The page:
The baking soda method offers a very effective alternative, with a cost-savings advantage plus a less harmful chemical being used in the process. If using the baking soda method, to prevent buildup in the tight crevices of the drip pans, it would be advantageous to clean the drip pans on a regular basis, helping to prevent permanent staining and hard crusting of debris on the pans. With that, the cleaning results would be excellent and even more comparable to that of using the oven cleaner.

Overall winner on effectiveness and ease of use: Method #2, No-heat-needed oven cleaner

A VERY close runner-up: Method #1, Scrubbing with baking soda and the scratchy side of a blue scrub sponge.

Meatless Burgers

Meatless Burgers

Here’s a recipe for a meatless burger than I’ve been making for years. It’s flavorful and a very flexible recipe. You can use any type of bean or legume you want and the flavorings are easy to adjust to your preferences. Give it a try! The recipe is below the video demonstration. Enjoy!

I hope this helps!
Judi

https://youtu.be/iXLysvJ47Bs

Meatless Burgers
Makes about 6 Patties

2 cups COOKED beans of choice* (or 1 (15 oz) can of beans of choice, rinsed and drained)
½ cup quick oats (dry, not cooked)**
2 tsp garlic powder (or 8 small cloves of fresh garlic)
1-1/2 Tbsp dried parsley flakes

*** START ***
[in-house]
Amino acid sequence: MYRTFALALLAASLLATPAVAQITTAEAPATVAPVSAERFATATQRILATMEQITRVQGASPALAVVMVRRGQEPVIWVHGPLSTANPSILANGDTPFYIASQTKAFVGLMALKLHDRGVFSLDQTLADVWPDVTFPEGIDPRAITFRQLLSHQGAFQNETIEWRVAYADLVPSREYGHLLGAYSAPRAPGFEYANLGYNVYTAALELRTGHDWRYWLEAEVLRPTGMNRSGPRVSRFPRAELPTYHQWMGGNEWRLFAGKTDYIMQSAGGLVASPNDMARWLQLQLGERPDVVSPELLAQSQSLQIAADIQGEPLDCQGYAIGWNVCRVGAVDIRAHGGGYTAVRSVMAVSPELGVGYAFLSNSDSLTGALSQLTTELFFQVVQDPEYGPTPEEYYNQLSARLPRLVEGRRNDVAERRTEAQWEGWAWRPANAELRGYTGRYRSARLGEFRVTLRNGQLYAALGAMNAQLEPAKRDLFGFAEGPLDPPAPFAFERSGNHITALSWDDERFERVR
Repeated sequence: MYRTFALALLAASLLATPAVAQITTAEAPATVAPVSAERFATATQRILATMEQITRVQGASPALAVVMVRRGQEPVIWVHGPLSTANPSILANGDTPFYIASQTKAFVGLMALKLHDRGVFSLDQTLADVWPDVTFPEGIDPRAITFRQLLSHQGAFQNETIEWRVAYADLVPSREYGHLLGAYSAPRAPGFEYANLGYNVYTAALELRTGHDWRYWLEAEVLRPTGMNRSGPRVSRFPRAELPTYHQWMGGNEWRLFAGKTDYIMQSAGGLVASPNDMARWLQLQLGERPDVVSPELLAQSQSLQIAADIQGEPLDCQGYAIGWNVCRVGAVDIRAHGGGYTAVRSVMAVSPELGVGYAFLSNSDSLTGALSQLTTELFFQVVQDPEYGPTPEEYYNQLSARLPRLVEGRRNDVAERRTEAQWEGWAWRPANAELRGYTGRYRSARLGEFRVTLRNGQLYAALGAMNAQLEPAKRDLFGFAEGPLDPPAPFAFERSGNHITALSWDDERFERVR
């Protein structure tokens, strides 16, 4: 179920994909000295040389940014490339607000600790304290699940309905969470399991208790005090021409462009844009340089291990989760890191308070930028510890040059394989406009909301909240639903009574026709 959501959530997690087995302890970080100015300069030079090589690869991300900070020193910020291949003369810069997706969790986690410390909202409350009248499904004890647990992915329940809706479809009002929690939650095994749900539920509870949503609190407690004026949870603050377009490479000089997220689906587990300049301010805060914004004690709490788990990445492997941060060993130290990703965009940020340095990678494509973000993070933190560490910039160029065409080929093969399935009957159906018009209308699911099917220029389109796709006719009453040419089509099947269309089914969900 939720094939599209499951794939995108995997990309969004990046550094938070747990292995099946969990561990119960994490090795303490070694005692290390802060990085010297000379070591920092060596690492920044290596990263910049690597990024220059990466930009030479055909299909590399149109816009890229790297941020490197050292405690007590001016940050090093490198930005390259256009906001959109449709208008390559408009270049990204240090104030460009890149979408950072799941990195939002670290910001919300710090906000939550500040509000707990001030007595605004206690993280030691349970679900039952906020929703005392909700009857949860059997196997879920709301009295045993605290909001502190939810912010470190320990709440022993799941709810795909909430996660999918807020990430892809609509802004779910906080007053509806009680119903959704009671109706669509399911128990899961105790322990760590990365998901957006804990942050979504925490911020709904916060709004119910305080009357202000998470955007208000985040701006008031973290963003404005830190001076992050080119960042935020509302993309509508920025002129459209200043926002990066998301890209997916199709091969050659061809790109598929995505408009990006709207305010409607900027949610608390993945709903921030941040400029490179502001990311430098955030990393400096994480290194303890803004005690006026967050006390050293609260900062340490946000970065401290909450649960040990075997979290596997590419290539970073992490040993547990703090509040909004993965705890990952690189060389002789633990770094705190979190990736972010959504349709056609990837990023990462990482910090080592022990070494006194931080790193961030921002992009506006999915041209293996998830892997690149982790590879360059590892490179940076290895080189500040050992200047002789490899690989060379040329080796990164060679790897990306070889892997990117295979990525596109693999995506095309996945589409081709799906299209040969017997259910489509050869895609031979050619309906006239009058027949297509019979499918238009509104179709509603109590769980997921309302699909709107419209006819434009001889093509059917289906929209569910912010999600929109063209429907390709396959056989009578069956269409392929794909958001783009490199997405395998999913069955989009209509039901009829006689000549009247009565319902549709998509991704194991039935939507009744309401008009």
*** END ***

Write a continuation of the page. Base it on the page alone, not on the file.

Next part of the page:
1 tsp dried oregano
1-1/2 to 2 Tbsp dried minced onion (or ¾ to 1 cup diced fresh onion)
¼ tsp black pepper
½ tsp salt
1 cup cooked rice of choice
1 small can (6 oz) tomato paste
¼ cup + 2 Tbsp water, or as needed
1 to 2 Tbsp extra virgin olive oil

Place cooked beans in a food processor and process until the beans are somewhat broken up (it does not need to be perfectly smooth like hummus); set aside.

Place the oats, garlic, parsley, oregano, onion, pepper and salt in a large bowl; stir to combine. Add the cooked rice and stir to combine. Stir in the processed beans and the tomato paste; combine well. Add water as needed to make the mixture the texture and thickness of a raw ground beef mixture, and ingredients are moist and hold well together, but not soggy wet. If needed, add a little water (1 or 2 tablespoons at a time) to help the mixture to blend better. It needs to be moist enough to hold together, while being a little soft, but not so wet that patties won’t hold together or are sticky to handle. If the mixture is too moist, add a little more oats to the mixture and allow it to rest a few minutes so the oats can soak up the extra moisture.

Divide the mixture into ½ cup portions and form patties. If there is a little extra, just add it to the patties already made if it’s not enough for a whole patty.